Using Power BI and OMS for security dashboards and reports

[Updated 11/29/2017: With the release of the new query language and the changes to how data is sent to Power BI, this blog post is now deprecated.]

Microsoft OMS provides an easy to use method to gather security information from a variety of systems into a single repository of information through using the Security solution. This solution includes pre-built visualization which showcase a wide variety of security related information in an easy to read format (a sample of this is shown below).

You can also query this data directly in OMS through digging into the above dashboard to get to the underlying details. When you dig in this way it is running the Log Search functionality with a pre-built query such as the one below.

Through the pre-built Solutions, queries and My Dashboard functionality you have a large number of options available to visualize the data that you are logging into OMS. Microsoft recently released integration with Power BI which is the focus of today’s blog post. The ability to send this data from OMS to Power BI provides a powerful option to visualize a variety of data including security data. In this blog post we will explain the following:


  • How to enable the integration with Power BI
  • How to send Security information from OMS to Power BI
  • What does a sample dashboard look like in Power BI with OMS security information


For information on how to use Power BI in general starting from once you have data connected into Power BI see the blog post available at:


Enabling Power BI in OMS:

PowerBI integration in OMS is currently available as part of the Public Preview. You can find this in your OMS workspace under “Preview Features” as shown below.

Set the PowerBI Integration to enabled.

Once this is enabled, in a log search you gain the PowerBI option shown below.

Click on the PowerBI icon and enable your PowerBI credentials and you are now configured to use the preview version of this functionality.



Sending Security information from OMS to Power BI:

To send information to Power BI, we use the Log Search option in the top left corner of OMS.

A simple query such as this will return all security events which OMS has collected: (This blog post is assuming that you have already added the “Security and Audit” solution in your OMS environment.)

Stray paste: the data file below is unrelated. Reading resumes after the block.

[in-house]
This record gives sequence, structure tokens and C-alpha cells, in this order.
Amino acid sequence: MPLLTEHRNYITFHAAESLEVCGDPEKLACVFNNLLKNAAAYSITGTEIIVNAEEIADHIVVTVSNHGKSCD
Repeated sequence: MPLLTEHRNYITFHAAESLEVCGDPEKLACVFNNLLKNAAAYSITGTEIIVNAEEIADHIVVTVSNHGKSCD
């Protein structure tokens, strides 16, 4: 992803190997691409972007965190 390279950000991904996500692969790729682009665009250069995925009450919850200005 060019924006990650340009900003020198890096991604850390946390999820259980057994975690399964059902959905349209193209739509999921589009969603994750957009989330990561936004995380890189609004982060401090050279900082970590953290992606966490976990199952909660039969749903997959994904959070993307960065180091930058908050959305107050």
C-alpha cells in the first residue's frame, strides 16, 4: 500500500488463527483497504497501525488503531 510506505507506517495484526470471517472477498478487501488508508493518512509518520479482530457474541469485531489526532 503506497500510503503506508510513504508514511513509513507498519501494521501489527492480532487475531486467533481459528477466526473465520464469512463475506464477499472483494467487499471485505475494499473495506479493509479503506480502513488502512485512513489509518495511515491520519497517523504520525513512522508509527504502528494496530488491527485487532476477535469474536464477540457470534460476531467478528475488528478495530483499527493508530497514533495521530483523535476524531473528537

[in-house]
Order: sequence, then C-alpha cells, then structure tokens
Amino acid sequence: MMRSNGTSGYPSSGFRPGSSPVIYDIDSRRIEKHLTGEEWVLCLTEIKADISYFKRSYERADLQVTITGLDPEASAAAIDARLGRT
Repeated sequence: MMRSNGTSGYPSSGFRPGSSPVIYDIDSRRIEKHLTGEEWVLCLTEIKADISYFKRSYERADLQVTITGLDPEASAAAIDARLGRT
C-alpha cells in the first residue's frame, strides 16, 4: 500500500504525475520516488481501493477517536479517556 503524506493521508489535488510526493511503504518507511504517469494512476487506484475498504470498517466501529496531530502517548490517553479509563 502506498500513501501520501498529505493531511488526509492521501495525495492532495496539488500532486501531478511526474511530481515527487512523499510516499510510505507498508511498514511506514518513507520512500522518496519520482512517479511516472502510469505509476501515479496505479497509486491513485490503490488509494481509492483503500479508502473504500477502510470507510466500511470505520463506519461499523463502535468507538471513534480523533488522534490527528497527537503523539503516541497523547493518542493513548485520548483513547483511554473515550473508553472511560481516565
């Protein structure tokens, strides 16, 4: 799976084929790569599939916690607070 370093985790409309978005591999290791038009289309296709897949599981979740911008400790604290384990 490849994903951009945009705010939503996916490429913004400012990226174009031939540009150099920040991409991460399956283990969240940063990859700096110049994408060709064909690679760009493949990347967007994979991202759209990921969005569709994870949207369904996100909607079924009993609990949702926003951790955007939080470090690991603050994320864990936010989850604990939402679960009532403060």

A sample of my data results are shown below:

This query can be targeted to provide information on specific accounts, from specific accounts, with specific event numbers, or from specific processes or logon types by adding this to the search query using the left hand pane options. For this example however we will export all SecurityEvent data from OMS to Power BI.

Once you have the query the way that you want it you can send this data to PowerBI using the button on the bottom of the page shown below.

This button adds a pane on the right side where you specify the name of the Power BI rule, which saved search and the dataset name which will appear in Power BI.

Once you have created your export to Power BI you can see these on the settings page under Power BI tab shown below.

Creation of this export from Power BI will create a new Dataset with the name that you specified when creating the export from Power BI. An example is shown below where the “OMS Security Events” name was added as a Dataset.

If you open up the filter on the far right side of Power BI you can expand the Count and Results sections as shown below to verify that information is being sent correctly to Power BI.


Sample Power BI dashboard:

The screenshot below shows the OMS Security Events reports which makes it easy to visualize the security information which has been routed over from OMS to Power BI.

You can select the computer and/or activity fields to filter the results on the report. The result below shows the accounts which failed to log into a specific system.

Summary: The integration of OMS and Power BI opens the door to some incredible potential methods to visualize data. In the next blog post in this series we will show how this approach can be used to visualize performance information. For more information on Power BI, I recommend reviewing the free e-book “Inside Microsoft OMS” in chapter 2.3.


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